120 Years old yesterday – Namibian Railways – 1899 – 2019

Thursday 22 August 2019. [On the front page today’s edition the historic picture of Hope working on the small railway line between Walvis Bay and Plum.

The day 22 August is regarded as the birth of Namibia’s railways. On this day in 1899 a small locomotive arrived here from Stoke-on-Trent in England, aboard the British barque, Primera. It was still the years of the lighters. Ships would anchor in the bay and these small cargo boats (lighters) moved people and cargo to and fro between land and ship.
The Primera was a majestic with three, tall masts.
During the same time the Cape Government extended the tramway between the settlement of Walvis Bay and Plum (where Dany Construction’s quarry is today) as a short railway.
The small locomotive was named “Hope” and put into service on this line.
Initial intentions were for this railway line to carry trade goods that arrived by ship at Walvis Bay to Plum for further transport into the interior. The German South West African Government at the were also advancing with the railway line between Windhoek and Swakopmund (construction started in 1897) and the idea was to cash in on this opportunity by carting cargo from Plum to Swakopmund.
However, the short railway line never became profitable.
When the German South West African Government commenced construction of the Otavi-Tsumeb line early in the 1900’s, following the discovery of vast copper deposits at Tsumeb, the short railway line was soon obsolete and left over to the sweeping desert winds and sand.
Hope continued to serve on the short railway line, or at least what was left of it after huge swaths were covered by sand. It mainly transported waste out of the settlement, shifted cargo around in the port and locals used it for weekend outings into the desert.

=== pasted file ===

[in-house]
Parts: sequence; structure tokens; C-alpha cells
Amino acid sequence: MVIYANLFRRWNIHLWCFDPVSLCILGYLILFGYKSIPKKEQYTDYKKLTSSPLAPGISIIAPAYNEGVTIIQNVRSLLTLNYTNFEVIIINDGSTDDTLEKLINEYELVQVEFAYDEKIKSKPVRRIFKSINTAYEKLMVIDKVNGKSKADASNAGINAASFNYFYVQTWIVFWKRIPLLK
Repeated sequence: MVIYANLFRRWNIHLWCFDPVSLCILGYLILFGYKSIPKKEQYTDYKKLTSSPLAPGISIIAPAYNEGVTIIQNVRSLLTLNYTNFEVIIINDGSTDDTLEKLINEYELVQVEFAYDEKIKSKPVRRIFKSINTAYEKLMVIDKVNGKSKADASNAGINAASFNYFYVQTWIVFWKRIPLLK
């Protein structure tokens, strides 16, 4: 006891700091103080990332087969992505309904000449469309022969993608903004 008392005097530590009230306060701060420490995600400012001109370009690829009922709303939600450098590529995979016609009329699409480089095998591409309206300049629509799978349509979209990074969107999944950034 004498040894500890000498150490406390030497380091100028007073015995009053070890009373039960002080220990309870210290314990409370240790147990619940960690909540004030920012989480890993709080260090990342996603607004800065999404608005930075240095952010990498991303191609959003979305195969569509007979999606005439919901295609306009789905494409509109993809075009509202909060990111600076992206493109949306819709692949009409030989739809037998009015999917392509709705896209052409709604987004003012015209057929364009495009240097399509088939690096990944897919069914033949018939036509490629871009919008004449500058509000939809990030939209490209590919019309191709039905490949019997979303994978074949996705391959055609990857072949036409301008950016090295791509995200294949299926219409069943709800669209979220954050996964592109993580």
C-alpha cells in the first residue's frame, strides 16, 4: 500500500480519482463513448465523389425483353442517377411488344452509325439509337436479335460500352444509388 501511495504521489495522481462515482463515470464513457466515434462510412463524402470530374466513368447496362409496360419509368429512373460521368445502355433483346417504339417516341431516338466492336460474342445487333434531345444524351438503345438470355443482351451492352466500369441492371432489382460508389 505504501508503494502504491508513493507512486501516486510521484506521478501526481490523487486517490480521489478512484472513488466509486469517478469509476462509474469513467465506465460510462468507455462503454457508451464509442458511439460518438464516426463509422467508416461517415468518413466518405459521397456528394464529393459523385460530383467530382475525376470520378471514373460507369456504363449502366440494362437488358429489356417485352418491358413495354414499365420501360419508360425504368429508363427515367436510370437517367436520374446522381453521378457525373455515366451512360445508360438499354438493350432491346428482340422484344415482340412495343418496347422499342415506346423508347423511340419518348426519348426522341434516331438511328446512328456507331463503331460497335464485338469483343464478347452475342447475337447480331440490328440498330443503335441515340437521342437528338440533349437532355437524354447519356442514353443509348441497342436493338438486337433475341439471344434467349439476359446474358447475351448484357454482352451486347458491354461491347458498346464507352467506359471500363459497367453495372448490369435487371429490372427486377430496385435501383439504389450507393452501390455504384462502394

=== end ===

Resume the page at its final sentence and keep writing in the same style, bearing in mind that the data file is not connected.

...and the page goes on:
Hope was retired when the Cape gauge railway line be-tween Walvis Bay and Swakopmund opened in 1915. This line was constructed by the invading Union of South Afri-can Forces during the SWA Campaign. Troops landed in Walvis Bay on Christmas Day 1914 and as they advanced on Swakopmund constructed a railway line to assist carry-ing war cargo forward. This line opened in March 1915 and served as a feeder line for military equipment and troops as the South West Africa Campaign moved inland and the eventual defeat of the German forces at Khorab at Otavi on 1 July 1915 (the Germans surrendered on 9 July with the signing of the Treaty of Khorab.
Hope stood dormant on a side track in the port for many years and was eventually renovated by the South African Railways (SAR) and plinthed in front of the Windhoek railway station in the 1940’s.
The locomotive was returned to the Walvis Bay railway station and plinthed there in 1961. Very soon the coastal weather extremes again started to eat away at its structural integrity. It was eventually accommodated in a small building with big glass windows – as seen today in front of the railway station.
When you drive past the railway station, take some time and take a peep through the large windows [it is advisable to take a cloth along as the windows are dirty] and see what Hope looks like and remember this is the flag bearer of Namibia’s railway history.
Perhaps one day if TransNamib comes to its full potential Hope will be restored to glory. And we have full confidence in the current CEO Mr. Johny Smith that he would wake the national rail carrier from its decades long hibernation. Until then, Hope’s final resting place will remain that small building with the dust-smeared windows with only a plague of the National Monument’s Council that explains with a few sentences in Afrikaans, English and German what this little locomotive once stood for.

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